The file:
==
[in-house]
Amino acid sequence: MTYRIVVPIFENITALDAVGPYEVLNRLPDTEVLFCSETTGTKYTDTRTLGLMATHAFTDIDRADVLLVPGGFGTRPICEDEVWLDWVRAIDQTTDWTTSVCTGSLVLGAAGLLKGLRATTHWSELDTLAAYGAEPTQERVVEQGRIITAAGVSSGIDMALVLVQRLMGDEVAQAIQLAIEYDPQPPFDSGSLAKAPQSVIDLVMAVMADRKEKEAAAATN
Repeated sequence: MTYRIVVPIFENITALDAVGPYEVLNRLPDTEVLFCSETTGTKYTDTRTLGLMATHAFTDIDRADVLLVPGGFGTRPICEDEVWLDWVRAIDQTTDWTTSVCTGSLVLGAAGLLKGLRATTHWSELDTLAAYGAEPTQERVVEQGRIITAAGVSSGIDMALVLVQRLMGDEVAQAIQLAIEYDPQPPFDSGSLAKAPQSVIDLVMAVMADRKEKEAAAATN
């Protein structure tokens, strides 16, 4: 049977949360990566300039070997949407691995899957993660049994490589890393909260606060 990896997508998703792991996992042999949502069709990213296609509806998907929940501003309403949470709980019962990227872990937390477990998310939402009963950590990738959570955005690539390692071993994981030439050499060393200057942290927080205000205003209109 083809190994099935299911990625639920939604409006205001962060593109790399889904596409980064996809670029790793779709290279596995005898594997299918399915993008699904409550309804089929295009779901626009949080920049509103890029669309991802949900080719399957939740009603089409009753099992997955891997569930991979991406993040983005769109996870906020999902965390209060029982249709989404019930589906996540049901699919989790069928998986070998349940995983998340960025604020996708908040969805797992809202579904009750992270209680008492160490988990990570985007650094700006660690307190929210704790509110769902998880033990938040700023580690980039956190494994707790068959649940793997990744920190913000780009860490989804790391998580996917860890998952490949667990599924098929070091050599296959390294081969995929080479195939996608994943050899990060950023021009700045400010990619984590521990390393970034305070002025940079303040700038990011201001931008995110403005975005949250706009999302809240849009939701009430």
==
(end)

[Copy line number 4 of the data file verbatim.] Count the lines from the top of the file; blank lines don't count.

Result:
């Protein structure tokens, strides 16, 4: 049977949360990566300039070997949407691995899957993660049994490589890393909260606060 990896997508998703792991996992042999949502069709990213296609509806998907929940501003309403949470709980019962990227872990937390477990998310939402009963950590990738959570955005690539390692071993994981030439050499060393200057942290927080205000205003209109 083809190994099935299911990625639920939604409006205001962060593109790399889904596409980064996809670029790793779709290279596995005898594997299918399915993008699904409550309804089929295009779901626009949080920049509103890029669309991802949900080719399957939740009603089409009753099992997955891997569930991979991406993040983005769109996870906020999902965390209060029982249709989404019930589906996540049901699919989790069928998986070998349940995983998340960025604020996708908040969805797992809202579904009750992270209680008492160490988990990570985007650094700006660690307190929210704790509110769902998880033990938040700023580690980039956190494994707790068959649940793997990744920190913000780009860490989804790391998580996917860890998952490949667990599924098929070091050599296959390294081969995929080479195939996608994943050899990060950023021009700045400010990619984590521990390393970034305070002025940079303040700038990011201001931008995110403005975005949250706009999302809240849009939701009430």